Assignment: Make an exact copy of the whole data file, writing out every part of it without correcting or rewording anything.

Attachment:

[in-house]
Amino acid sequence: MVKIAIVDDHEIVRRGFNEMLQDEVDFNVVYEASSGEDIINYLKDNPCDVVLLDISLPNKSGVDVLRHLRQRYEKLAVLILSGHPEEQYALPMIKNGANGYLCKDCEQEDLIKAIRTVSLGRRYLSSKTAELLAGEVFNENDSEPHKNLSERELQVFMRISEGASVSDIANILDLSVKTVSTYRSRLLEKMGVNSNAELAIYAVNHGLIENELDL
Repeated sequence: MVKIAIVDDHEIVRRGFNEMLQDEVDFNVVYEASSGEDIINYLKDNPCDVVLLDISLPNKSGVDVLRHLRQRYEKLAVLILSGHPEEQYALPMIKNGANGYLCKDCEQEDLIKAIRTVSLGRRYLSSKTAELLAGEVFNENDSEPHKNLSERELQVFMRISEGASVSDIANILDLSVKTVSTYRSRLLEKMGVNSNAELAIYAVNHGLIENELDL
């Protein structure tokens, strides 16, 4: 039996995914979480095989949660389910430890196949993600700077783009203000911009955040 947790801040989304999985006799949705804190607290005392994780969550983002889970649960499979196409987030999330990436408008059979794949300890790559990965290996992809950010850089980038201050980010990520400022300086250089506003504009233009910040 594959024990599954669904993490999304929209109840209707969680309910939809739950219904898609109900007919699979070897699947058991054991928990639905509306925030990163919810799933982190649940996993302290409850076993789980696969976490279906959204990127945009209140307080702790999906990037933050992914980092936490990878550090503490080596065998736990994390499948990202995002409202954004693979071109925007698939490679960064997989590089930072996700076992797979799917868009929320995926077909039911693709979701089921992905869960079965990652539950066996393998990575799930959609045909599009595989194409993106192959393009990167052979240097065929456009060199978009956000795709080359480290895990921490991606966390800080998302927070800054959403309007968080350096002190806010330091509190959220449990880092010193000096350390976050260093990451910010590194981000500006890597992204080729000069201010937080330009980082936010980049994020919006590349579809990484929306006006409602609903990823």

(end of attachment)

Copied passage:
[in-house]
Amino acid sequence: MVKIAIVDDHEIVRRGFNEMLQDEVDFNVVYEASSGEDIINYLKDNPCDVVLLDISLPNKSGVDVLRHLRQRYEKLAVLILSGHPEEQYALPMIKNGANGYLCKDCEQEDLIKAIRTVSLGRRYLSSKTAELLAGEVFNENDSEPHKNLSERELQVFMRISEGASVSDIANILDLSVKTVSTYRSRLLEKMGVNSNAELAIYAVNHGLIENELDL
Repeated sequence: MVKIAIVDDHEIVRRGFNEMLQDEVDFNVVYEASSGEDIINYLKDNPCDVVLLDISLPNKSGVDVLRHLRQRYEKLAVLILSGHPEEQYALPMIKNGANGYLCKDCEQEDLIKAIRTVSLGRRYLSSKTAELLAGEVFNENDSEPHKNLSERELQVFMRISEGASVSDIANILDLSVKTVSTYRSRLLEKMGVNSNAELAIYAVNHGLIENELDL
């Protein structure tokens, strides 16, 4: 039996995914979480095989949660389910430890196949993600700077783009203000911009955040 947790801040989304999985006799949705804190607290005392994780969550983002889970649960499979196409987030999330990436408008059979794949300890790559990965290996992809950010850089980038201050980010990520400022300086250089506003504009233009910040 594959024990599954669904993490999304929209109840209707969680309910939809739950219904898609109900007919699979070897699947058991054991928990639905509306925030990163919810799933982190649940996993302290409850076993789980696969976490279906959204990127945009209140307080702790999906990037933050992914980092936490990878550090503490080596065998736990994390499948990202995002409202954004693979071109925007698939490679960064997989590089930072996700076992797979799917868009929320995926077909039911693709979701089921992905869960079965990652539950066996393998990575799930959609045909599009595989194409993106192959393009990167052979240097065929456009060199978009956000795709080359480290895990921490991606966390800080998302927070800054959403309007968080350096002190806010330091509190959220449990880092010193000096350390976050260093990451910010590194981000500006890597992204080729000069201010937080330009980082936010980049994020919006590349579809990484929306006006409602609903990823």